Finding Balance and Bravery

Balancing Personal Beliefs with Entertainment in Writing

Guest post by Sydney Logan

Balancing spirituality in writingMy journey into publishing has been a whirlwind with its fair share of stumbling blocks. Interestingly enough, my biggest writing “struggles” have come from trying to find a balance between my real life and my life as an author.

I am a public school teacher, and I write contemporary romances with grown-up people who do grown-up things (curse, have sex, etc.). I also live in a rural conservative community where the church is the moral compass.

I know what you’re thinking – what I do on my own time is my business. Well, in a perfect world, yes. But when you live in a tight-knit community where everyone knows everyone’s business, it doesn’t always work that way.

I worried and stressed over how my first novel, Lessons Learned, would be received. It was a fine line I had drawn for Sarah—she didn’t agree with homosexuality, but she loved Matt and wanted to protect him. Not to mention, the deacon of the church (also the school principal) bullies the gay teenager and blackmails his teachers. My characters also have pre-marital sex and say curse words.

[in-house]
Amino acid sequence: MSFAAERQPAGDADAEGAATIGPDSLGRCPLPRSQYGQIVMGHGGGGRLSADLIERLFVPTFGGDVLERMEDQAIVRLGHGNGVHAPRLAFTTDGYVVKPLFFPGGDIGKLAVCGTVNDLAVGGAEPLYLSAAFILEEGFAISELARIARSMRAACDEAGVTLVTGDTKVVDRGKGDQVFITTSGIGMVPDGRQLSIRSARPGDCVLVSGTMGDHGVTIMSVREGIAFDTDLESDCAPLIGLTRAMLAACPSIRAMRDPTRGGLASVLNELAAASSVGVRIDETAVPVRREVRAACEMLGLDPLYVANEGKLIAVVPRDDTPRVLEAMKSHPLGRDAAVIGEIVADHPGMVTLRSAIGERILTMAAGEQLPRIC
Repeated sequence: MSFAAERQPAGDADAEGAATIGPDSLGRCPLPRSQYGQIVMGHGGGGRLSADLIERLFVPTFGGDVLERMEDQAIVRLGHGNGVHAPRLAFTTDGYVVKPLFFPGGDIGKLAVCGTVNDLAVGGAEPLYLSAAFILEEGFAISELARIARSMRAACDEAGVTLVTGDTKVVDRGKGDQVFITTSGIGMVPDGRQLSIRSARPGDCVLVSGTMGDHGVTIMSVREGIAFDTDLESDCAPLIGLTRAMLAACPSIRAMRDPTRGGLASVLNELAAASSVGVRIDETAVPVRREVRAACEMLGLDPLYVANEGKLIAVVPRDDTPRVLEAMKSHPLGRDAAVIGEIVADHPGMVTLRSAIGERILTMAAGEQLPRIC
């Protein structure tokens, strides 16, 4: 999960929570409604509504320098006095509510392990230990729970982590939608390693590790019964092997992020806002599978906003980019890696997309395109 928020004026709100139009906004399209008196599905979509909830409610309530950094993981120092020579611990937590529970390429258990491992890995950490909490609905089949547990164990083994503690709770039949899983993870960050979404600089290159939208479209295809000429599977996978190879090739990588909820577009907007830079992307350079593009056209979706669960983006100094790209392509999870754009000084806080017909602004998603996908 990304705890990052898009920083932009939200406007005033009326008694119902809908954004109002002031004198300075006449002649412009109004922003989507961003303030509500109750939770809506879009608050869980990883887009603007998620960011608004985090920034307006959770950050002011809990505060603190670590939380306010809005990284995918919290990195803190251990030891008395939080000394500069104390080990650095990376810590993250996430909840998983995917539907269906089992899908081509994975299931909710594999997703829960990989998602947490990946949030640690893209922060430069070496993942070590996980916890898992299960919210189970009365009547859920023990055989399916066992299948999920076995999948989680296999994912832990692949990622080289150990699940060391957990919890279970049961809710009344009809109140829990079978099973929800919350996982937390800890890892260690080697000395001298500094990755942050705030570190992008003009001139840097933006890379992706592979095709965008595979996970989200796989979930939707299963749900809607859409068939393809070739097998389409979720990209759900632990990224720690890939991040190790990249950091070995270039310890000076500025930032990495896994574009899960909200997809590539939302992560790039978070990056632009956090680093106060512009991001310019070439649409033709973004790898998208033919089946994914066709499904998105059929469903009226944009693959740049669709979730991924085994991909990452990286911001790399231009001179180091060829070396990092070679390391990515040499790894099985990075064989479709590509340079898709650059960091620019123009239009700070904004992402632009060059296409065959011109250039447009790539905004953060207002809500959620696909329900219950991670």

In my mind, offending someone was inevitable.

I worried endlessly about how the book would be received here at home. Would I upset Baptists? Liberals? My students’ parents? My colleagues?

(Yes, I care far too much about what people think of me. It’s a problem. I’m working on it.)

Despite all that worry, I still published the story I wanted to publish.

It has been five months since the release of the book, and I have to say that my fears (so far) have been unwarranted. Sure, I’ve received some online reviews wishing I had taken a stance one way or the other on the issue, but that wasn’t the purpose of the story. Lessons Learned isn’t about “taking sides.” It’s about tolerance. It’s about finding a way to hold true to your beliefs without persecuting someone for their own.

It’s a lesson we all need from time to time.

I’m not fanatically religious, but I am a spiritual person, and when I’m feeling anxious, I turn to Scripture. This is my favorite verse:

balance and braver

So, with my second book (Mountain Charm – July 2013), I am determined to be courageous and brave.

As long as I don’t offend any Appalachian witches, I should be in good shape.

Book Review: Lessons Learned by Sydney Logan